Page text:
Wednesday, February 28, 2018
Marion Quirici – “Psychiatric Degeneration Theory and Irish Modernism: Blending Sickness with Sin“
Presented by the Health Humanities Lab and the Neurohumanities Research Group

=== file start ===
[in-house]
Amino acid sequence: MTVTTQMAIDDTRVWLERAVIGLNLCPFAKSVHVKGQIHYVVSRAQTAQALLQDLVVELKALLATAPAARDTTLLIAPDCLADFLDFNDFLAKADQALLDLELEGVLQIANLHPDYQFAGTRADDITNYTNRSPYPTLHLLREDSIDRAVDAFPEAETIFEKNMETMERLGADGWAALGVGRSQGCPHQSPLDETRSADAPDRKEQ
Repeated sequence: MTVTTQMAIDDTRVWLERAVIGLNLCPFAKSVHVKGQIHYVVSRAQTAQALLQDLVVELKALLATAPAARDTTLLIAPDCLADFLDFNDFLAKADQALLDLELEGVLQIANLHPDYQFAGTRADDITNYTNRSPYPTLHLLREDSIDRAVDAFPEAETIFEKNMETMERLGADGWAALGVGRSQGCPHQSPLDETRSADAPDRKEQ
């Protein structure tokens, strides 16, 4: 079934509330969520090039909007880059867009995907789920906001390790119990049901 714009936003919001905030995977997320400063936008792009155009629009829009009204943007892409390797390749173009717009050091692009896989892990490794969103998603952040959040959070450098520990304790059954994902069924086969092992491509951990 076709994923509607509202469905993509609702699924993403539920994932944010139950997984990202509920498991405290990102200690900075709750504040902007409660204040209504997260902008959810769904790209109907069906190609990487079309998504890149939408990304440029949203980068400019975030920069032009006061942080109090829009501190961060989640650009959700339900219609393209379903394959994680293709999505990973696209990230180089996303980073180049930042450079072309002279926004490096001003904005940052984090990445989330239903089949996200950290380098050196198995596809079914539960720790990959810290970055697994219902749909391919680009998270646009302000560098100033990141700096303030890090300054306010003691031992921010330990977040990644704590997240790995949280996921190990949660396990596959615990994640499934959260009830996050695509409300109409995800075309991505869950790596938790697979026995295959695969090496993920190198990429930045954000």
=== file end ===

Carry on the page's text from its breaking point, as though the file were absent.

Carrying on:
Degeneration theory, a paranoia that the human race was in mental and moral decline, arose in the nineteenth century, when growing industrialization brought with it an increase in psychiatric institutionalization. Degeneration theorists like Bénédict Morel, Cesare Lombroso, and Max Nordau conflated mental disability with immorality and criminality, classifying vulnerable populations as dangerous deviants and thus justifying incarceration and eugenics. This lecture considers discourses of degeneration in twentieth-century Ireland, where the Catholic Church exerted authority over life and literature alike. The nation regarded loosely determined psychiatric categories like feeblemindedness as useful labels when segregating people it viewed as sinners, such as unwed mothers, in institutions like the Magdalen Laundries. Fear of degeneration motivated the birth of the Gaelic Athletic Association, as well as a draconian regime of censorship of literary texts. It even played a role in recruiting volunteers for the nationalist uprising. Dr. Quirici argues that resistance and critique of degeneration theory was a defining strategy of Irish modernism. Samuel Beckett and Flann O’Brien both recognized the hypocrisies of the degeneration theory driving the Censorship Bureau, and satirized it in their work. Edna O’Brien and Sebastian Barry wrote devastating accounts of the experiences of women under an ableist capitalist religious patriarchy. This lecture will dwell, in particular, on James Joyce, who was personally and explicitly targeted as a degenerate whose art would spread both sickness and sin. Pathologized as a “perverted lunatic” in his reviews, Joyce reworked that imagery into a defiant portrait of the modernist artist in Finnegans Wake. Ultimately, her project asserts that Irish modernists resist standardization and normalization at the level of both form and content. Reclaiming various categories of disability, and assuming disabled identities, these authors assert that vulnerability is what defines the human.